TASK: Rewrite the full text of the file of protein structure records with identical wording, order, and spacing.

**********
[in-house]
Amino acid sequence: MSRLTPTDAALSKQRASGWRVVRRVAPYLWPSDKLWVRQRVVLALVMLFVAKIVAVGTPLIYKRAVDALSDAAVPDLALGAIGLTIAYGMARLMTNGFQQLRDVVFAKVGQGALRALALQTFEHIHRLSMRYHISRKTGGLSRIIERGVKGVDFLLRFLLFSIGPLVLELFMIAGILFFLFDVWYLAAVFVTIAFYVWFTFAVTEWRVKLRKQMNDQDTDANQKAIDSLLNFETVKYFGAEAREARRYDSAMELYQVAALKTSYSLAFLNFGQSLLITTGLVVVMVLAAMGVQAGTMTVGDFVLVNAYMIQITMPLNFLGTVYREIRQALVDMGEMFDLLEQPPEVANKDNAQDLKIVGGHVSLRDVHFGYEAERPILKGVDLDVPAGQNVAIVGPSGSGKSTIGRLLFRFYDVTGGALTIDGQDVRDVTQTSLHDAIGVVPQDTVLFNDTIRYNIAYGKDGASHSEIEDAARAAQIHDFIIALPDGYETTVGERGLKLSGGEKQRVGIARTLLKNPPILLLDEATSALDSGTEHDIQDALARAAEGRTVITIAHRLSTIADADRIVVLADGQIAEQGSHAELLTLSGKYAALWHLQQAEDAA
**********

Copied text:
[in-house]
Amino acid sequence: MSRLTPTDAALSKQRASGWRVVRRVAPYLWPSDKLWVRQRVVLALVMLFVAKIVAVGTPLIYKRAVDALSDAAVPDLALGAIGLTIAYGMARLMTNGFQQLRDVVFAKVGQGALRALALQTFEHIHRLSMRYHISRKTGGLSRIIERGVKGVDFLLRFLLFSIGPLVLELFMIAGILFFLFDVWYLAAVFVTIAFYVWFTFAVTEWRVKLRKQMNDQDTDANQKAIDSLLNFETVKYFGAEAREARRYDSAMELYQVAALKTSYSLAFLNFGQSLLITTGLVVVMVLAAMGVQAGTMTVGDFVLVNAYMIQITMPLNFLGTVYREIRQALVDMGEMFDLLEQPPEVANKDNAQDLKIVGGHVSLRDVHFGYEAERPILKGVDLDVPAGQNVAIVGPSGSGKSTIGRLLFRFYDVTGGALTIDGQDVRDVTQTSLHDAIGVVPQDTVLFNDTIRYNIAYGKDGASHSEIEDAARAAQIHDFIIALPDGYETTVGERGLKLSGGEKQRVGIARTLLKNPPILLLDEATSALDSGTEHDIQDALARAAEGRTVITIAHRLSTIADADRIVVLADGQIAEQGSHAELLTLSGKYAALWHLQQAEDAA